Finnegan works overtime in first outing as closer

PHOENIX – As he arrived at the mound at Chase Field late Sunday afternoon, Kyle Finnegan understood the magnitude of the moment, and the challenge he now faced. The Nationals held a 4-3 lead over the Diamondbacks, who had just loaded the bases in the bottom of the eighth off Steve Cishek, who after recording the first out of the inning now handed the ball to his bullpen mate, hoping he could somehow escape the ultimate jam without allowing the tying run to score.

Nervewracking? Sure. But also thrilling for Finnegan, who indeed escaped the jam, doing it in the most efficient way possible when he got Arizona cleanup hitter Christian Walker to ground into a 6-4-3 double play on his very first pitch.

“That’s why you play the game, to make a pitch like that and to turn around and see us make a great play like that,” Finnegan said. “You come into the dugout, and it’s exciting. It hasn’t been going our way lately, and to get a win like that where we fight to the last out and it was a great game by both sides, that’s what it’s all about.”

These indeed are the moments high-leverage relievers live for. And Finnegan has been involved in plenty of them this season, though few of them recently. Despite taking over as Nats closer nearly two weeks ago after Tanner Rainey went down with a potentially major elbow injury, Finnegan had yet to find himself in a save situation until Sunday’s series finale against the Diamondbacks.

And this was no ordinary save situation. Summoned by manager Davey Martinez in the bottom of the eighth, Finnegan not only needed to get out of the bases-loaded jam, he then needed to return to record the final three outs in the bottom of the ninth.

“I tried to stay locked in and not get too excited on the double play there, because I knew I was going to go out for three more,” he said. “It was pretty easy tonight to stay locked in. I never really let myself relax. I tried to stay focused and stay in that situation until we got the last out.”

Finnegan’s ninth inning proved rather uneventful compared to his eighth inning. He retired the side on 16 pitches, never letting the Diamondbacks seriously threaten.

How, though, did Martinez decide when to summon his closer? The answer lies in the matchups that presented themselves in the eighth.

Even after Cishek loaded the bases with two singles and a hit batter, Martinez left the sidewinding right-hander in to face No. 3 hitter Ketel Marte and wound up being rewarded for it when Marte popped up for the first out.

“I really did like Cishek on Marte, with the upshoot that he can do,” Martinez said. “But once we got him out, I liked the sinker to see if we could get a ground ball with Finnegan there. And it worked out. I didn’t want to give Finnegan three outs, either, in that situation. (Pitching coach Jim) Hickey and I talked, and I liked Cishek’s ball on Marte, and it worked out where he popped up.”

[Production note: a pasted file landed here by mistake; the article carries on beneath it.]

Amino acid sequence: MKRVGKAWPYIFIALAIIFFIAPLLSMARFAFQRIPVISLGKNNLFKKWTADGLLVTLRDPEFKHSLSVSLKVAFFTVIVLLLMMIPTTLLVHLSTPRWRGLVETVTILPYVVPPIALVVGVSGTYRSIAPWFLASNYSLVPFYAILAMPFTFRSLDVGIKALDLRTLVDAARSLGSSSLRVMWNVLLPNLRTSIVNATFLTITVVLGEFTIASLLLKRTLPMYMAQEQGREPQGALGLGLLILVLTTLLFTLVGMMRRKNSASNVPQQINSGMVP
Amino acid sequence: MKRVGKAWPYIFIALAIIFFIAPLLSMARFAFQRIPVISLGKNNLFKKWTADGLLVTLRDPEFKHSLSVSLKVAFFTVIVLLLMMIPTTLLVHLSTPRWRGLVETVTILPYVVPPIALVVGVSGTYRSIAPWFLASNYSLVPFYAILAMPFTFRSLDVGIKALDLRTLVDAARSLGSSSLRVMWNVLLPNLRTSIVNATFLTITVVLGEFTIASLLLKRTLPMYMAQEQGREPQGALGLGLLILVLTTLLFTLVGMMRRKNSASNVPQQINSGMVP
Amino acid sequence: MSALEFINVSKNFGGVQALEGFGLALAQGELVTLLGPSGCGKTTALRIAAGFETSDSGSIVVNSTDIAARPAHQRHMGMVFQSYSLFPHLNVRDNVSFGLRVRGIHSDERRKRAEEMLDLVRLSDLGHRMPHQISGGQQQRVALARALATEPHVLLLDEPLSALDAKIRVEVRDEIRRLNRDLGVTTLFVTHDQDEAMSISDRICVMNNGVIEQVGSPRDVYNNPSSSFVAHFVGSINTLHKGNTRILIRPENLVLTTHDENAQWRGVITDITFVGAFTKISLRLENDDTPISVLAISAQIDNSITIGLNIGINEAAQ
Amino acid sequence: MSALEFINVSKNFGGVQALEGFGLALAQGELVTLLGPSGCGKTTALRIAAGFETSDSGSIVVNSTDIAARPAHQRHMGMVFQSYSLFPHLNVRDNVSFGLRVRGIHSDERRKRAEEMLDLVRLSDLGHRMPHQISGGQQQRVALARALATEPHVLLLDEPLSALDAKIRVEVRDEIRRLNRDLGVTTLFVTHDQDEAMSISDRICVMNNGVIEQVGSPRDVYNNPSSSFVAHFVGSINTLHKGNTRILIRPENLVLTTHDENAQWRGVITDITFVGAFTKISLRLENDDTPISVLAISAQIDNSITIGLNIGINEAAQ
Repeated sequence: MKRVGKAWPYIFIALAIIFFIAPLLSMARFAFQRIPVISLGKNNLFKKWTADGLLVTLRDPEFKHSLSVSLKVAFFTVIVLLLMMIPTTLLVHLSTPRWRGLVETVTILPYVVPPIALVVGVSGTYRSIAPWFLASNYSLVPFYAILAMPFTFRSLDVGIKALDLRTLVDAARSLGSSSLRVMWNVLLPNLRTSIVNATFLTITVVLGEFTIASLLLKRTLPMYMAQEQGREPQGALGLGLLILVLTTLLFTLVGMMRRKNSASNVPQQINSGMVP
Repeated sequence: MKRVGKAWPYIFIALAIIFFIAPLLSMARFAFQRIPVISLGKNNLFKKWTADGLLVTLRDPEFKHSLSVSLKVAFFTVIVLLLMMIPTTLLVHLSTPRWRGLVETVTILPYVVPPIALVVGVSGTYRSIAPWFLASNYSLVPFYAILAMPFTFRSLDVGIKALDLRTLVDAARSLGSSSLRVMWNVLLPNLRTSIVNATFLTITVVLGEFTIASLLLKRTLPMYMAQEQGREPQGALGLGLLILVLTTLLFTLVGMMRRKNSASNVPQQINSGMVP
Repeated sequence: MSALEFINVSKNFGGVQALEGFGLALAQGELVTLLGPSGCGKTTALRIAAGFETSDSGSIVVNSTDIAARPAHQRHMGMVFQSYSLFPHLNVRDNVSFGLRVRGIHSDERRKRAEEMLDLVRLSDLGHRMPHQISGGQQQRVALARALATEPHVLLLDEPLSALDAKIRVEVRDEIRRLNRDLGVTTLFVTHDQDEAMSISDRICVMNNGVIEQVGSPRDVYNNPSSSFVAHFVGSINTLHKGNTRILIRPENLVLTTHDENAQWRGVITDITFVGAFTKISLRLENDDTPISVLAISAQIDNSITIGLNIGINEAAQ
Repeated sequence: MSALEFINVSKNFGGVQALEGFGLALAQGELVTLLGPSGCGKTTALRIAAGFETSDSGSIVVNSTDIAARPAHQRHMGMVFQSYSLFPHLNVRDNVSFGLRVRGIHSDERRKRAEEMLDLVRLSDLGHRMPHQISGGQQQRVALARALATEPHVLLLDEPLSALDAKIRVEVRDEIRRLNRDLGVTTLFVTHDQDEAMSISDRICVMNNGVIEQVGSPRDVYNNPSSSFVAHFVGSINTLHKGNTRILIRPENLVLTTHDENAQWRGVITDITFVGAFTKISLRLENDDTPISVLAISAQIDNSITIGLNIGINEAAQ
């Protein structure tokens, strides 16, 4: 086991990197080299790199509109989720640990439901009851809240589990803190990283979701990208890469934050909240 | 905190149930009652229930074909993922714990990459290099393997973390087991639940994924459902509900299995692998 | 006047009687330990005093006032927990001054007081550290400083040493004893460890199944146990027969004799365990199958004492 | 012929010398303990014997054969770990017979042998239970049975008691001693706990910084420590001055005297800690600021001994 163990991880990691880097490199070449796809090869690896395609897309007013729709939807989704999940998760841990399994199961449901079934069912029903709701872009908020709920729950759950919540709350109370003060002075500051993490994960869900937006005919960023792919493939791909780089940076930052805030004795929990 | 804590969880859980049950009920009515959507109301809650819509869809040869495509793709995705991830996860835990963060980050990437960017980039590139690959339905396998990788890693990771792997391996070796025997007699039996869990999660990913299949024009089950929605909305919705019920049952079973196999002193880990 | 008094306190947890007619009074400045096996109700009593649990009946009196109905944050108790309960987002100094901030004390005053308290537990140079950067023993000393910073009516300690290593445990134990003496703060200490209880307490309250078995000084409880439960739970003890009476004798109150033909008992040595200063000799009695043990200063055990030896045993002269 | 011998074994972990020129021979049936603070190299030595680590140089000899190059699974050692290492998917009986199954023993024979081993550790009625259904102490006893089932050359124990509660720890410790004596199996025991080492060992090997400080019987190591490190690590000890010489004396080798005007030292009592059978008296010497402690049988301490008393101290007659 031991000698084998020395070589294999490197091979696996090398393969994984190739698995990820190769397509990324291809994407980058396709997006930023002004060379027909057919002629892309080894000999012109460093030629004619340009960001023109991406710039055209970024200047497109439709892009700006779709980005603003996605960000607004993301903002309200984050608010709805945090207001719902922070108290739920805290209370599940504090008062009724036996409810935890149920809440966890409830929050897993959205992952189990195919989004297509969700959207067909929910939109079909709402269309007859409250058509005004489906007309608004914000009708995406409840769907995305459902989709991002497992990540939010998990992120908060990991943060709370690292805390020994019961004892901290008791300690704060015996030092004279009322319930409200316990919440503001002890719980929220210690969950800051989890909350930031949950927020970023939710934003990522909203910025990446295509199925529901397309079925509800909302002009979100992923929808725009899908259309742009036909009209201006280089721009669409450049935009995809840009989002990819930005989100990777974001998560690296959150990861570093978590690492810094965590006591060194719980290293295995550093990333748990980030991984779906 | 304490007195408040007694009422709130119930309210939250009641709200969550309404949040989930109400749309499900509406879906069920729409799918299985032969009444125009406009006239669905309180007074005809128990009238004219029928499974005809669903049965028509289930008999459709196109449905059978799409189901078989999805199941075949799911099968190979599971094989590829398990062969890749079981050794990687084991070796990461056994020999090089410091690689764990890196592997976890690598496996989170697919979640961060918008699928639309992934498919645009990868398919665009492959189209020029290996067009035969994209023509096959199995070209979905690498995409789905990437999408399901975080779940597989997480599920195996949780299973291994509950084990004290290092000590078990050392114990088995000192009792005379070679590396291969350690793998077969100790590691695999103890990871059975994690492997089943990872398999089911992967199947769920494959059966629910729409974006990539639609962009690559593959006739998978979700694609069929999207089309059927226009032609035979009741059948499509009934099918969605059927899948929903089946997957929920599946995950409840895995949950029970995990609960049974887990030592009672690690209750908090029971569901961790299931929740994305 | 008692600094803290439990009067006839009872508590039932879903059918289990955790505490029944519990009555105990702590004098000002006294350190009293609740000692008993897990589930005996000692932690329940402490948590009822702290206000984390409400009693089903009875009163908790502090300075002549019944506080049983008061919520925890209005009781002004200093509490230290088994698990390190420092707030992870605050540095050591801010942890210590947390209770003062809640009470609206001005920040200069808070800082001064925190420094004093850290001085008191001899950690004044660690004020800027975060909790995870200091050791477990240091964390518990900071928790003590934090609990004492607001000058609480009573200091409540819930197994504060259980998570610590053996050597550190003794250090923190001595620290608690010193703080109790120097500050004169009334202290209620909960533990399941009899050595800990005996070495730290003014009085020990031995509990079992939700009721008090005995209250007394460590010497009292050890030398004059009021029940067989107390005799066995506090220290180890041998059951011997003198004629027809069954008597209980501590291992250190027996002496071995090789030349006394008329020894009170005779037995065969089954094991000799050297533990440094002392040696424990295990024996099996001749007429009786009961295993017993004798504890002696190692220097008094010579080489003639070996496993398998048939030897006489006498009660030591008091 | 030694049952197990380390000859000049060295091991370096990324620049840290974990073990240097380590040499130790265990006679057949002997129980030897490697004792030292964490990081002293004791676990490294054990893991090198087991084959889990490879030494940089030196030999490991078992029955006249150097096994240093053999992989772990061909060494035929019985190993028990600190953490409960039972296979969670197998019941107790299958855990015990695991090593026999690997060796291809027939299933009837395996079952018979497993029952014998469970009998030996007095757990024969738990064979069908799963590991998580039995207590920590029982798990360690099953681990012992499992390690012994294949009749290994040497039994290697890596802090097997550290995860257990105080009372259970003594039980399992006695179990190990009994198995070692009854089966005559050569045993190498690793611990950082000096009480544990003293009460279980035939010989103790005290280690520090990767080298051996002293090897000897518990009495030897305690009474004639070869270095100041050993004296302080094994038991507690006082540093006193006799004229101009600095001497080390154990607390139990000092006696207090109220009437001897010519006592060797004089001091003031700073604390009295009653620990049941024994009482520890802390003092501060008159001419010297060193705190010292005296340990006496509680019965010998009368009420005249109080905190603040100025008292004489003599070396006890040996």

Finnegan’s heavy sinker, which he throws 97-99 mph, did seem like the ideal pitch to throw Walker with the bases loaded and one out. But there’s also some danger in trying too hard to induce a double play, as opposed to simply trying to retire the hitter any way possible.

“You know the situation, and so does the hitter,” Finnegan said. “It’s kind of that chess match there. You want to make the right pitch, but you also don’t want to be hesitant. You want to stay convicted and throw him your best stuff, whether that be the pitch that will get you out of that situation or the pitch that will just get that hitter out. It’s a balance, but I thought we matched up well for the double play, so that’s what I was attacking there.”

It all worked out perfectly. Now Finnegan can only hope there are more regular opportunities to do it again.

He got some experience in the role last summer around this same time. When Brad Hand and Daniel Hudson were dealt at the trade deadline, with Rainey also recovering from an injury at the time, Finnegan was thrust into the closer’s role for the first time in his career. Things started off quite well. Over his first 18 appearances as closer, he posted an 0.96 ERA and successfully converted nine of 10 save opportunities.

But as he began to wear down physically, Finnegan struggled. He gave up 10 runs in his final eight games, blowing two saves and also suffering three losses.

He hopes things are different this time around, now that he has a better sense how to deal with the responsibility and workload.

“It’s kind of similar to last year,” he said. “I kind of fell into this role, I guess you could say. I’m just trying to show up each day and put my work in. Nothing changed for me. I’m just going to keep getting my work in, show up to the field, be a good teammate and try to help us get as many wins as we can.”

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